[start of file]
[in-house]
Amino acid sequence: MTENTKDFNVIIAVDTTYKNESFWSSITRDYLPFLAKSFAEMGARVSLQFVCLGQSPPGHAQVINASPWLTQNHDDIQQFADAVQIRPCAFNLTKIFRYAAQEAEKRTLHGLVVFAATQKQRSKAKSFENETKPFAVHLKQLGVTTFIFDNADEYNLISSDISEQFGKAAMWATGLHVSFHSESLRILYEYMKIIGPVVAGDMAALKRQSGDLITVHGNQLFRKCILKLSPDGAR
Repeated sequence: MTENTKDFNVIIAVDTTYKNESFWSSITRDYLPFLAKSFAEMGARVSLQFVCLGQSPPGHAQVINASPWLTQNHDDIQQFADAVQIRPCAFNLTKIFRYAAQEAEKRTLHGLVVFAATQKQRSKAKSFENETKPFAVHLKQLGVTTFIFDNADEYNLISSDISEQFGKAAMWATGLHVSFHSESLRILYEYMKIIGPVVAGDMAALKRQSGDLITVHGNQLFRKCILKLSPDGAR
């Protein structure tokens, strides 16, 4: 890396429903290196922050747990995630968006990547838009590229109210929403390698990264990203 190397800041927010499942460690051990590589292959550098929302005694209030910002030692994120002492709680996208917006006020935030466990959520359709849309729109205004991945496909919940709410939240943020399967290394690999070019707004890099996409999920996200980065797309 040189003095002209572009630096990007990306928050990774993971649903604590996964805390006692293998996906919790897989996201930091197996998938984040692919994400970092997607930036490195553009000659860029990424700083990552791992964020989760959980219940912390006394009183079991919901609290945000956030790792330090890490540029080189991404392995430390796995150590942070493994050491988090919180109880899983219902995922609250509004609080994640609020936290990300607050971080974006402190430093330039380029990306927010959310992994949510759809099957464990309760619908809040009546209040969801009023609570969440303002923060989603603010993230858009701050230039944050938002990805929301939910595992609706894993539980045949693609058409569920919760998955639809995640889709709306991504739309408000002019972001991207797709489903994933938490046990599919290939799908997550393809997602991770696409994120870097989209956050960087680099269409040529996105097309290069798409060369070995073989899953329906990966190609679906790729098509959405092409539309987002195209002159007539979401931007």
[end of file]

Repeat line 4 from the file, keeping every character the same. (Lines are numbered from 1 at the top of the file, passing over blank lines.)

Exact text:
């Protein structure tokens, strides 16, 4: 890396429903290196922050747990995630968006990547838009590229109210929403390698990264990203 190397800041927010499942460690051990590589292959550098929302005694209030910002030692994120002492709680996208917006006020935030466990959520359709849309729109205004991945496909919940709410939240943020399967290394690999070019707004890099996409999920996200980065797309 040189003095002209572009630096990007990306928050990774993971649903604590996964805390006692293998996906919790897989996201930091197996998938984040692919994400970092997607930036490195553009000659860029990424700083990552791992964020989760959980219940912390006394009183079991919901609290945000956030790792330090890490540029080189991404392995430390796995150590942070493994050491988090919180109880899983219902995922609250509004609080994640609020936290990300607050971080974006402190430093330039380029990306927010959310992994949510759809099957464990309760619908809040009546209040969801009023609570969440303002923060989603603010993230858009701050230039944050938002990805929301939910595992609706894993539980045949693609058409569920919760998955639809995640889709709306991504739309408000002019972001991207797709489903994933938490046990599919290939799908997550393809997602991770696409994120870097989209956050960087680099269409040529996105097309290069798409060369070995073989899953329906990966190609679906790729098509959405092409539309987002195209002159007539979401931007």